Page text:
In the case of Beadle v. Massachusetts Bonding & Insurance Company, La.App., 87 So.2d 339, Beadle, a seaman, was operating his personal motor boat on an errand for his employer at the time of his death. In sustaining the widow's action under the Louisiana Workmen's Compensation Statute for the death of her husband, the Court of Appeal held that in view of the Davis case, supra, the remedies overlapped and plaintiff had her choice of either the Federal or State forum.
In the instant matter, the case of Richard v. Lake Charles Stevedores, Inc., La.App. 1957, 95 So.2d 830, 833, is the principal authority upon which plaintiffs rely and was the basis of the judgment of the trial court overruling the exception to the jurisdiction ratione materiae filed by Travelers Insurance
This Court refused to issue Certiorari in the Richard case, supra, stating, "Writs refused. Judgment correct." The United States Supreme Court, 355 U.S. 952, 78 S.Ct. 535, 2 L.Ed.2d 529, denied a petition for certiorari.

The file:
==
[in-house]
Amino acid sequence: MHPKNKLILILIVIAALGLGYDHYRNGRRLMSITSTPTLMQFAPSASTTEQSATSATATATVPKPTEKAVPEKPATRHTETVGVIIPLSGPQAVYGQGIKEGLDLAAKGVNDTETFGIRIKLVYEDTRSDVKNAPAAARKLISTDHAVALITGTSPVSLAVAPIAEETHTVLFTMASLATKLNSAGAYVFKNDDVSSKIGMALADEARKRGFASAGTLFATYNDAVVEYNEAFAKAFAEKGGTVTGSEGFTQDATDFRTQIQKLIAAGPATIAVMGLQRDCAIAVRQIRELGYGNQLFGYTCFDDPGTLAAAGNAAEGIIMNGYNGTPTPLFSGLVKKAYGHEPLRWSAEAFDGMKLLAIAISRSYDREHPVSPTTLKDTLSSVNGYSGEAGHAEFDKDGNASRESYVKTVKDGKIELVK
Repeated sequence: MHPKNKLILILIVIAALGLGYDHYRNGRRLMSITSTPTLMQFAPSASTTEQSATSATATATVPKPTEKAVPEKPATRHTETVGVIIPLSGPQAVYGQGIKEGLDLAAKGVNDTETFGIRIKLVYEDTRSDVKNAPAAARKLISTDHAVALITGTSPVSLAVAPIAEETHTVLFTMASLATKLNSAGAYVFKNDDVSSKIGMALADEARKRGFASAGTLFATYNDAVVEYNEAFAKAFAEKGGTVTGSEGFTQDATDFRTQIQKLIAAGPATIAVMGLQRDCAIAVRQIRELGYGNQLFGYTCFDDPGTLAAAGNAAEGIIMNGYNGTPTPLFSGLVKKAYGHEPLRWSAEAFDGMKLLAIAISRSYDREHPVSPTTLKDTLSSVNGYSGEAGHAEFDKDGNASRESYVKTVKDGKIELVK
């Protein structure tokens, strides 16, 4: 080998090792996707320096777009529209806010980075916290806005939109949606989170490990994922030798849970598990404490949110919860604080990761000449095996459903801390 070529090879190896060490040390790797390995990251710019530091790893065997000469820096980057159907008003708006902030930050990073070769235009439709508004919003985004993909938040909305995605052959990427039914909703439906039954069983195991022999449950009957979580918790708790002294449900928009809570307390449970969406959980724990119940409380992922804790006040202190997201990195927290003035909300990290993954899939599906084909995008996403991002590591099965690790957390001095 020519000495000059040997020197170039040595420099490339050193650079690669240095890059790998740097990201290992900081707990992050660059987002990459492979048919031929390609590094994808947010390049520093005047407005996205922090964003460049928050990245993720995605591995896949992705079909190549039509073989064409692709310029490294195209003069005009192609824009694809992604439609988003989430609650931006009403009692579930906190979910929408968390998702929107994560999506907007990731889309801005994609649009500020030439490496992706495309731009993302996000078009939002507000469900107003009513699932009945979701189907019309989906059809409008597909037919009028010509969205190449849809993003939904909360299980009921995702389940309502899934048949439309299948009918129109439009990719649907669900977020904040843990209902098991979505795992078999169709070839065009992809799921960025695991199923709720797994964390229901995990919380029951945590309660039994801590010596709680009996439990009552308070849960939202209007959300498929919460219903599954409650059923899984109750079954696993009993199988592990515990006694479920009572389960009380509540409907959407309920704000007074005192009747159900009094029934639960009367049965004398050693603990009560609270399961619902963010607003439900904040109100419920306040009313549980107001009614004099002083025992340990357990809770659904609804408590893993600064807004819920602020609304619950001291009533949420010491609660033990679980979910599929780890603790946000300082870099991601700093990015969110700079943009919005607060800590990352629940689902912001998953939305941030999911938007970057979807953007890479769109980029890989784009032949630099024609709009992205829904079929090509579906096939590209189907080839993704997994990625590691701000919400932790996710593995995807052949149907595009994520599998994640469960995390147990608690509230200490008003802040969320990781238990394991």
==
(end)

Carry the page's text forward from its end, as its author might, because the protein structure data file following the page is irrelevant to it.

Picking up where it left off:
Hahn v. Ross Island Sand & Gravel Co., 214 Or. 1, 320 P.2d 668, was a personal injury action under the Oregon Employers' Liability Act, ORS 654.305 et seq. Plaintiff's general duties were on a dredge anchored to the shore; he looked after the machinery of the dredge and operated a winch to move the barge into position. He was injured while performing a different type of work; he was ordered to assist in transferring a large gravel bin or hopper, used for loading sand and gravel into trucks, from one barge to another. Plaintiff climbed to the top rung of a ladder nailed to the hopper and then experienced a fall when the ladder gave way. He landed on his back on hard-packed sand in the barge, receiving serious injuries. The Supreme Court of Oregon affirmed the lower court's ruling that plaintiff's sole remedy was under the Longshoremen's and Harbor Workers' Compensation Act. The United States Supreme Court, 1959, 358 U.S. 272, 79 S.Ct. 266, 267, 3 L.Ed.2d 292, recognized the limitation of Southern Pacific Company v. Jensen, supra, but reversed the judgment of the Oregon Supreme Court, finding that petitioner's injury occurred in the "twilight zone." It pertinently stated by Per Curiam: